I'm trying to figure out why find does not find my files, even when they are readable.

I have the following directory /some set up

drwxr-xr-x  2 root root  4096 Sep 23 16:45 some

It's readable by everybody. Inside the directory I have one file called foundme.txt

-rw-r--r--  1 root student 157961 Sep 23 16:48 foundme.txt

Now, when I try to find this file as user student, I don't get any results other than permission errors. My understanding was that the directory and file were readable by student (and they are).

Can someone explain why this is failing?

$ find / -name "foundme.txt"
find: ‘/root’: Permission denied
  • find doesn't need to read the file foundme.txt, it just has to be able to list the contents of the directories; are you able to do find /some ?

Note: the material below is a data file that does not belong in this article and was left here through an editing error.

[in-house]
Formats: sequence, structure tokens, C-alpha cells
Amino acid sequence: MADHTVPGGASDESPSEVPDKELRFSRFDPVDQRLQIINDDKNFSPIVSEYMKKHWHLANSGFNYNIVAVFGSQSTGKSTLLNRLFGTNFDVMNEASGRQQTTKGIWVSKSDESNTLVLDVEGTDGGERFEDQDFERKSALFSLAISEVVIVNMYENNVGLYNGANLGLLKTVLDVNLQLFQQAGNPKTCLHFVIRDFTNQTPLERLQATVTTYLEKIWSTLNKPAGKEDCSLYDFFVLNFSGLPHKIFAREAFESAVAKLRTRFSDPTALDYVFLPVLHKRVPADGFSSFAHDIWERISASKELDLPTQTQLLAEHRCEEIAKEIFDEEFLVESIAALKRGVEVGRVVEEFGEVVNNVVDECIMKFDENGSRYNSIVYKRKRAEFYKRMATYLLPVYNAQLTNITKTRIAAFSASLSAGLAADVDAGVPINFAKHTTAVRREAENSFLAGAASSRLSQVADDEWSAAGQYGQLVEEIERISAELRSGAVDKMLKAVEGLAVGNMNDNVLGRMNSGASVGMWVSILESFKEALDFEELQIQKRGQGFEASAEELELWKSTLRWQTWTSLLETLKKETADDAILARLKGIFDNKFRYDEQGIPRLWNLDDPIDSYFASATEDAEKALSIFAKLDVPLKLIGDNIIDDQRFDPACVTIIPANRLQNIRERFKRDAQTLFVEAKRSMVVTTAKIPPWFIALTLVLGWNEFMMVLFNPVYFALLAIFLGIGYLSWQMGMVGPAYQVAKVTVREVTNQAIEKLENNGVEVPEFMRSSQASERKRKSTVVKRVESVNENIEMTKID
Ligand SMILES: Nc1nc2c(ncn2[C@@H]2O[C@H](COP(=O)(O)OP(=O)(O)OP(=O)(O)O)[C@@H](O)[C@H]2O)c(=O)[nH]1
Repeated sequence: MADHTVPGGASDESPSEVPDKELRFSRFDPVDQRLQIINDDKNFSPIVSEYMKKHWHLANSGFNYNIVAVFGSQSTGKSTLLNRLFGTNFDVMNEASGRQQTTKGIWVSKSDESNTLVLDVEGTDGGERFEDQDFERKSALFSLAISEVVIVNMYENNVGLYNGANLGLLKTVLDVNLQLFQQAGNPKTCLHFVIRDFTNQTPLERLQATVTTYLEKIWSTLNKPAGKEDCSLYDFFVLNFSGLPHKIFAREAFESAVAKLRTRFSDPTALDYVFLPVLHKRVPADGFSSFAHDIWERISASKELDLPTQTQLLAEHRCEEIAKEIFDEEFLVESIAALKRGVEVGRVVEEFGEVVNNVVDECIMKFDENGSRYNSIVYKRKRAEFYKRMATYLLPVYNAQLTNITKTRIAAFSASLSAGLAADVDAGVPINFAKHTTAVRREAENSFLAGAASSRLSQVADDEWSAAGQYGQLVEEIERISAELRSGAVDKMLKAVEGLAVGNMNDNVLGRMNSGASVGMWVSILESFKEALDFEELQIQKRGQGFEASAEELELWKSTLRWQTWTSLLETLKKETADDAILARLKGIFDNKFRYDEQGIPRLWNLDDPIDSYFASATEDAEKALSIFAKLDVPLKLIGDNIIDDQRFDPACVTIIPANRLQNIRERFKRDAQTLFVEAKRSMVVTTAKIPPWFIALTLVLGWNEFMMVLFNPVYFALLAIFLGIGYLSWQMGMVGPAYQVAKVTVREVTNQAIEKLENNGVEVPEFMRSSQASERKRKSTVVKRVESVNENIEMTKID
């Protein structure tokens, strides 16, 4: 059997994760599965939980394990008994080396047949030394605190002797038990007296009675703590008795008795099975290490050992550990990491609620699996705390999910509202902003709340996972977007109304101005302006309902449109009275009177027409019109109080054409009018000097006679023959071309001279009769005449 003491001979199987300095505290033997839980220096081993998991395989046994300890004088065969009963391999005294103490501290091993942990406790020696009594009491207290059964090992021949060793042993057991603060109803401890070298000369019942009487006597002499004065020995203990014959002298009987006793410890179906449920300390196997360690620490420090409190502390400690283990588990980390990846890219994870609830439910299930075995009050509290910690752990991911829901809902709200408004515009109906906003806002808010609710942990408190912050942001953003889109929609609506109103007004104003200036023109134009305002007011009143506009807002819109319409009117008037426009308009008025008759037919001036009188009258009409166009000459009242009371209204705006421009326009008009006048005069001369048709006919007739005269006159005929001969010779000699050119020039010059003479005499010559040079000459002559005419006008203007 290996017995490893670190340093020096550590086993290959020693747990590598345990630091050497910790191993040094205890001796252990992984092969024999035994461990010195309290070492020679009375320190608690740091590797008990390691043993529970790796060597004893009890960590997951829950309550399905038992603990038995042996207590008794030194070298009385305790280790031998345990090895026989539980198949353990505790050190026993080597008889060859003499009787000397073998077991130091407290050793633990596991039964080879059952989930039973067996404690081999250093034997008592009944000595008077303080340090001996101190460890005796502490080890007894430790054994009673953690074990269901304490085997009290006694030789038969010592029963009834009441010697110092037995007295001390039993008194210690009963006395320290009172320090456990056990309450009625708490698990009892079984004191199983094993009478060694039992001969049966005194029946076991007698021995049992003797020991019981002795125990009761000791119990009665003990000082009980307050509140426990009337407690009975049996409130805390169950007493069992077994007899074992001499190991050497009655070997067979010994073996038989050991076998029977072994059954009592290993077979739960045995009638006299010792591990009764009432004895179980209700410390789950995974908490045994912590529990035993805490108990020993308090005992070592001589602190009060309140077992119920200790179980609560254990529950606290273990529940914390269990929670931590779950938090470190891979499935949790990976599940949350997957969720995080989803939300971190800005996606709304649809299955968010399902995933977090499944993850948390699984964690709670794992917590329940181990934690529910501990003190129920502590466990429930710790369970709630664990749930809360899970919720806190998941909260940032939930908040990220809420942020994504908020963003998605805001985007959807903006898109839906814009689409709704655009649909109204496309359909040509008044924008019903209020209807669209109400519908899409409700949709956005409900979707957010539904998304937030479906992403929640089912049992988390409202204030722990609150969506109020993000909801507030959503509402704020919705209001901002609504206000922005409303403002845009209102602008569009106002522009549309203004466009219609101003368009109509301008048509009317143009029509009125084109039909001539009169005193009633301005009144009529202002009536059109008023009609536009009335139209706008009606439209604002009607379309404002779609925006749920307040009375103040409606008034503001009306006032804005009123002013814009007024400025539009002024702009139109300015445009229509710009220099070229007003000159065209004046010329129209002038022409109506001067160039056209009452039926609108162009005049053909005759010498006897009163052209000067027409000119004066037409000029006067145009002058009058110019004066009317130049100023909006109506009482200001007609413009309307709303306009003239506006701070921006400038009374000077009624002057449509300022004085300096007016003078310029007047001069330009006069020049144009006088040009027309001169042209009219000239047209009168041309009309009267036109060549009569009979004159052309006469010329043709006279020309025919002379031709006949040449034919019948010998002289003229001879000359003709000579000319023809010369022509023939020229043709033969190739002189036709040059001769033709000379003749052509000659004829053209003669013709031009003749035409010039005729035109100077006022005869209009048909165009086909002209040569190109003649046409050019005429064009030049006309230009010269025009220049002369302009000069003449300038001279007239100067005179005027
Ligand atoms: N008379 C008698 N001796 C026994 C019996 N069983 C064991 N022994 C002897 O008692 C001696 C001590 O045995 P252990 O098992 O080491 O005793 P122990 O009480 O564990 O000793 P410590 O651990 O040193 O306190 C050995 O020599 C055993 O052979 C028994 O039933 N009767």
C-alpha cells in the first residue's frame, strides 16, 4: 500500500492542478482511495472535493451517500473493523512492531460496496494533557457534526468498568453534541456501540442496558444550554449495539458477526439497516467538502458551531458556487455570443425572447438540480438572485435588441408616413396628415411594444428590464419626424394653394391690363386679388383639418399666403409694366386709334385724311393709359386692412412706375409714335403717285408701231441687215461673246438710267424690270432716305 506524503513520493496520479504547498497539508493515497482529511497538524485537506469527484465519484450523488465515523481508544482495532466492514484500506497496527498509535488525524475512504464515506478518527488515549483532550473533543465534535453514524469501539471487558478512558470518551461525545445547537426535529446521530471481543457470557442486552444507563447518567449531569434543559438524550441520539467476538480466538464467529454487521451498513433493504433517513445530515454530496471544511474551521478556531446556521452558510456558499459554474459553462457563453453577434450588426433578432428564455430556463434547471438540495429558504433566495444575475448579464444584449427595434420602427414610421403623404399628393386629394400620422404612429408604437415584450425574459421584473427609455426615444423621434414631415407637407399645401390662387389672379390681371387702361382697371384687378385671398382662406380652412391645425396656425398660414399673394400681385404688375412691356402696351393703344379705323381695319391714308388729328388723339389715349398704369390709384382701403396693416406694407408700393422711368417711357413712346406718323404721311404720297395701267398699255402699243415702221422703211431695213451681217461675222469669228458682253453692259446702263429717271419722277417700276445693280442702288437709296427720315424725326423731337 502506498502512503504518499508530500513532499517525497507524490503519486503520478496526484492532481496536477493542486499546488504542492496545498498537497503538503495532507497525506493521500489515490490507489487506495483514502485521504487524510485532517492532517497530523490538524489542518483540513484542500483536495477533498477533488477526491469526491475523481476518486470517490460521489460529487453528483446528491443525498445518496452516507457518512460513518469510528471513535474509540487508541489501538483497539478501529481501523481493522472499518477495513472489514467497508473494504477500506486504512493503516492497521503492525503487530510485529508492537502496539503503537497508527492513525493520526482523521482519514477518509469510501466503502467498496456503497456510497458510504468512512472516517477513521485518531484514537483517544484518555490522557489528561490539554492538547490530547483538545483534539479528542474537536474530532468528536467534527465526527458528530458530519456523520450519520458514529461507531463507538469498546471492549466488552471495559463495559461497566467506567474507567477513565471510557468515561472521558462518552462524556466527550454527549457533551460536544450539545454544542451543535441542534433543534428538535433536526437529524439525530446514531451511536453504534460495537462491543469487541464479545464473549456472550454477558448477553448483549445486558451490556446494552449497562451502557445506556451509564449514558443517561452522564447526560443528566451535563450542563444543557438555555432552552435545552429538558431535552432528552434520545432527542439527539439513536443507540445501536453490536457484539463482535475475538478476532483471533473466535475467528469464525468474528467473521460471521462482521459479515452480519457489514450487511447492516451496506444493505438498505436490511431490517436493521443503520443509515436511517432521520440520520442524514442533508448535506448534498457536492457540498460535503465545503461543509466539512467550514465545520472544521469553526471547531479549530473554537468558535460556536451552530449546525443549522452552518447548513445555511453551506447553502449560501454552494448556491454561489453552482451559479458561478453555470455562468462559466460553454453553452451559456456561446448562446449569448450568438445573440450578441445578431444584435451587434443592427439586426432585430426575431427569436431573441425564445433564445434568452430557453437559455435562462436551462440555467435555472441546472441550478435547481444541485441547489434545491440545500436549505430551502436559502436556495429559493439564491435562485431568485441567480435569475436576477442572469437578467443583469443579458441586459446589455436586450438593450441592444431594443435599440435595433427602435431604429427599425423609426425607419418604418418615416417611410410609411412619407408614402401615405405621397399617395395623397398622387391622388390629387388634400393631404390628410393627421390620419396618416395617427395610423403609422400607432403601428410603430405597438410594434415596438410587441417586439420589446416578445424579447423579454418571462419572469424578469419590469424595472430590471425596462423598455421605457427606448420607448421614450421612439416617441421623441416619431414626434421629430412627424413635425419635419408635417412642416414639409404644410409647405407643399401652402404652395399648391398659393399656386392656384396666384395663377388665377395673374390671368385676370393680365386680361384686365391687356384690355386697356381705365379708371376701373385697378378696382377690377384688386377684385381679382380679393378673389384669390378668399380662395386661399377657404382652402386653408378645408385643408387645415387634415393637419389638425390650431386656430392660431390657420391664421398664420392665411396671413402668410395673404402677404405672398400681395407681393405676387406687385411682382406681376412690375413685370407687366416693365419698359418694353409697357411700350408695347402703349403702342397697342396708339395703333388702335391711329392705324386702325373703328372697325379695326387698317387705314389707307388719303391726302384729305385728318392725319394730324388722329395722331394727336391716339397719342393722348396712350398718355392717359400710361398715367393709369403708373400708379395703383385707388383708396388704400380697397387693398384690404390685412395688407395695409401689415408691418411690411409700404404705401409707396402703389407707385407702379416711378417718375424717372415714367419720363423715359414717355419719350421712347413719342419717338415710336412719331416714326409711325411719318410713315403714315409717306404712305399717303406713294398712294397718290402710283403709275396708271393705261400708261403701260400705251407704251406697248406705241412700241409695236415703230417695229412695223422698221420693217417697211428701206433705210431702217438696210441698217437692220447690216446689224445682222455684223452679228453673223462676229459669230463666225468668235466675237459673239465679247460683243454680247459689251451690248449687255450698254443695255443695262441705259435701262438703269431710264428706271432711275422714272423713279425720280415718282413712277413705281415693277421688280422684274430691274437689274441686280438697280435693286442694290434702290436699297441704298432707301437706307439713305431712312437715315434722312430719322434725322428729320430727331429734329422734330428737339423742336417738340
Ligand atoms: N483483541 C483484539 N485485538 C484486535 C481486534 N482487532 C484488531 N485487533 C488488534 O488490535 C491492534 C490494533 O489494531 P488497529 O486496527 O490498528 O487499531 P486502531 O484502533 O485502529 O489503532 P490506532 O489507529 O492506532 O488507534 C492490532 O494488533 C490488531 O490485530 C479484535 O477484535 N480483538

– Jeff Schaller
    Sep 23 '15 at 17:12

The find command starts at the top of the filesystem tree /, and searches for a file called foundme.txt. On its way to the /some folder it will include /root and a number of other directories that you do not have permission to access (for example, many of the pseudo-directories underneath /proc).

Accordingly, find warns you that it couldn't check those directories for the file.

If you leave find long enough it will discover your file as /some/foundme.txt. You can also discard the error/warning messages by appending 2>/dev/null to the end of the command (this instructs the shell to send everything written to stderr to the bit bucket rather than display it on the screen).

  • Thanks for helping out. I could hit myself right now. The file is found, but it's hidden in the warnings. For some reason, I was expecting that the file command would show the file at the end of the output. Thanks and sorry about that!
    – Jorre
    Sep 23 '15 at 17:52

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